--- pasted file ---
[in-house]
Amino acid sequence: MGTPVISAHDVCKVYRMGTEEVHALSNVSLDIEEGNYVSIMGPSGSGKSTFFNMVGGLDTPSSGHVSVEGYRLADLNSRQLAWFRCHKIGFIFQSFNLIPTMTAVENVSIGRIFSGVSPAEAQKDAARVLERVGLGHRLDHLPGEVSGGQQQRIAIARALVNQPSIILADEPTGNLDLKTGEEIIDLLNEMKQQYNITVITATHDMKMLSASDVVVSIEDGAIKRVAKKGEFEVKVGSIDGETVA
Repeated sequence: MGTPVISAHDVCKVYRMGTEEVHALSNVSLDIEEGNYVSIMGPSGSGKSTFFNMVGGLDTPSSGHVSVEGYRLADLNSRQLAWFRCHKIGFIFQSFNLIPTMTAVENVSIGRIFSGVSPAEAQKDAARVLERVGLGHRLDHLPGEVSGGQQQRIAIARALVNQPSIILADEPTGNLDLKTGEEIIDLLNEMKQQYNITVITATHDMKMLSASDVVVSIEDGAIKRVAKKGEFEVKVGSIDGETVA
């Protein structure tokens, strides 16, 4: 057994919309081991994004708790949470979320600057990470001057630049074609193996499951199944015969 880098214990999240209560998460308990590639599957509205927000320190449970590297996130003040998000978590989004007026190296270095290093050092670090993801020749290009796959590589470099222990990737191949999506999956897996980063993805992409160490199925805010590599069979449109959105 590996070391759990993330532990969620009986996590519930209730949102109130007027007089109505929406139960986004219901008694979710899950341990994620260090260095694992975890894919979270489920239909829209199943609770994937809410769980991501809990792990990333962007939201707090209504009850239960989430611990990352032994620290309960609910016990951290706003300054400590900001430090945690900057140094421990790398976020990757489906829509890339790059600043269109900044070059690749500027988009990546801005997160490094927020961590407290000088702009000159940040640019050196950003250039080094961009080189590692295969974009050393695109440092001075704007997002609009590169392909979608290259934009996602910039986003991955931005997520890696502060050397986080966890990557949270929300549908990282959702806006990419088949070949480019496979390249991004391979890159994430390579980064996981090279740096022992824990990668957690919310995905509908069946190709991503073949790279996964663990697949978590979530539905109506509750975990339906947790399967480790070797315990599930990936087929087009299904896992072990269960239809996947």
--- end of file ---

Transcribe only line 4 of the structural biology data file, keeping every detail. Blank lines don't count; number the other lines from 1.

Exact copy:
């Protein structure tokens, strides 16, 4: 057994919309081991994004708790949470979320600057990470001057630049074609193996499951199944015969 880098214990999240209560998460308990590639599957509205927000320190449970590297996130003040998000978590989004007026190296270095290093050092670090993801020749290009796959590589470099222990990737191949999506999956897996980063993805992409160490199925805010590599069979449109959105 590996070391759990993330532990969620009986996590519930209730949102109130007027007089109505929406139960986004219901008694979710899950341990994620260090260095694992975890894919979270489920239909829209199943609770994937809410769980991501809990792990990333962007939201707090209504009850239960989430611990990352032994620290309960609910016990951290706003300054400590900001430090945690900057140094421990790398976020990757489906829509890339790059600043269109900044070059690749500027988009990546801005997160490094927020961590407290000088702009000159940040640019050196950003250039080094961009080189590692295969974009050393695109440092001075704007997002609009590169392909979608290259934009996602910039986003991955931005997520890696502060050397986080966890990557949270929300549908990282959702806006990419088949070949480019496979390249991004391979890159994430390579980064996981090279740096022992824990990668957690919310995905509908069946190709991503073949790279996964663990697949978590979530539905109506509750975990339906947790399967480790070797315990599930990936087929087009299904896992072990269960239809996947």